Matter of Matter of State of New York v Domenech
Published by New York State Law Reporting Bureau pursuant to Judiciary Law § 431.
This opinion is uncorrected and subject to revision before publication in the Official Reports.
Decided on September 4, 2012
Saxe, J.P., Friedman, Renwick, DeGrasse, Richter, JJ.
Order, Supreme Court, Bronx County (Cassandra M. Mullen, J.), entered March 8, 2011, which, upon a jury finding that appellant suffers from a mental abnormality and after a dispositional hearing, determined that appellant is a dangerous sex offender requiring confinement and committed him to a secure treatment facility, unanimously affirmed, without costs.
Appellant sought to call his former girlfriend to testify that, during their relationship, he exercised self-control over his sexual desires. This testimony, appellant asserted, would have been relevant on the issue of whether he suffered from a "mental abnormality" within the meaning of Mental Hygiene Law § 10.03(i). The court denied the request to call the former girlfriend on the grounds that the proffered testimony was not relevant, but indicated that appellant's expert would be permitted to testify about conversations he had with the former girlfriend that affected his diagnosis, if any. Appellant contends that the denial of his request to call the former girlfriend as a witness deprived him of his statutory and constitutional rights to call witnesses.
In rejecting the former girlfriend's testimony as irrelevant, the court did not commit reversible error (see Matter of State of New York v Rosado, 94 AD3d 577 ). Under appellant's offer of proof, that he may not have sexually abused one former girlfriend -- and there was evidence in the proceeding that he had at least 26 sexual partners -- does not tend to disprove that his behavior manifested a pattern of sexually abusing non-consenting women.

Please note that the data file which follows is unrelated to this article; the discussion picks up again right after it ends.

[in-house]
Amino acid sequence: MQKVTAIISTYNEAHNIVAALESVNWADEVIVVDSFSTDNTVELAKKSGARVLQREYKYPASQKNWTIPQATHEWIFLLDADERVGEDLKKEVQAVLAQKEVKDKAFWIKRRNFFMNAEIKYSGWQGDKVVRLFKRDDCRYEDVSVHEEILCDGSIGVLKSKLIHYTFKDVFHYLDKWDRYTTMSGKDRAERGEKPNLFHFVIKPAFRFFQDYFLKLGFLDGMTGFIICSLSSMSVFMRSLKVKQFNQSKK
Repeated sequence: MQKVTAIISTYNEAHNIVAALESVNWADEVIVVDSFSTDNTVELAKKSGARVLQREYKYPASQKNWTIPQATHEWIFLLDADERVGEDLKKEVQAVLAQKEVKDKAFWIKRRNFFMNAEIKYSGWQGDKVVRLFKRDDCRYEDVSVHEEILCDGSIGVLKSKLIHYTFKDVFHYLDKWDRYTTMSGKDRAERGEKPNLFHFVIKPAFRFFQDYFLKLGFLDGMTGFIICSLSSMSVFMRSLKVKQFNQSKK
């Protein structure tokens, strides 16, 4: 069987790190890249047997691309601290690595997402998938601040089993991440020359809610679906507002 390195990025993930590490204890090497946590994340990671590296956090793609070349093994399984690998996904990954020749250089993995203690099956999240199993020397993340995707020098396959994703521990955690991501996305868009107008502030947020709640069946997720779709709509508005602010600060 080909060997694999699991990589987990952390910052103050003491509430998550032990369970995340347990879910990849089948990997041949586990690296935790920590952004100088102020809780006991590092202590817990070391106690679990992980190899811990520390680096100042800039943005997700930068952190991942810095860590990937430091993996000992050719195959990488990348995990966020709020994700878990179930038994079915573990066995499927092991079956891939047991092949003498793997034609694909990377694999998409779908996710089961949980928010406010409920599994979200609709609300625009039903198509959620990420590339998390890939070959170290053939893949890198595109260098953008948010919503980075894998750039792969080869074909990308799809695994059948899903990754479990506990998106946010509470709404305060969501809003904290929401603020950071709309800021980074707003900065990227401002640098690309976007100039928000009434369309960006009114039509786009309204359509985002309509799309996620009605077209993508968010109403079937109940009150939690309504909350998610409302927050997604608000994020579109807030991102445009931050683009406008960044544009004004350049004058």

Appellant also contends that he was denied a fair trial by the court's interference with the direct and cross-examination of his expert witness. There was no objection to the claimed interference and, therefore, the issue is not preserved for our review (see Wilson v City of New York, 65 AD3d 906, 908 ). Nor is review in the interests of justice warranted (cf. People v Retamozzo, 25 AD3d 73, 88-89 ). In any event, examination of the entirety of the expert's testimony does not reflect interference so extensive as to deny appellant a fair trial. The court's questioning constituted only a small portion of the witness's examination and sought only to clarify his testimony, and we see no indication of judicial bias in the record. While we agree with appellant that the court should have refrained from questioning the witness about the plethysmograph test, this unpreserved error does not warrant reversal in the interest of justice.
THIS CONSTITUTES THE DECISION AND ORDER OF THE SUPREME COURT, APPELLATE DIVISION, FIRST DEPARTMENT.
ENTERED: SEPTEMBER 4, 2012
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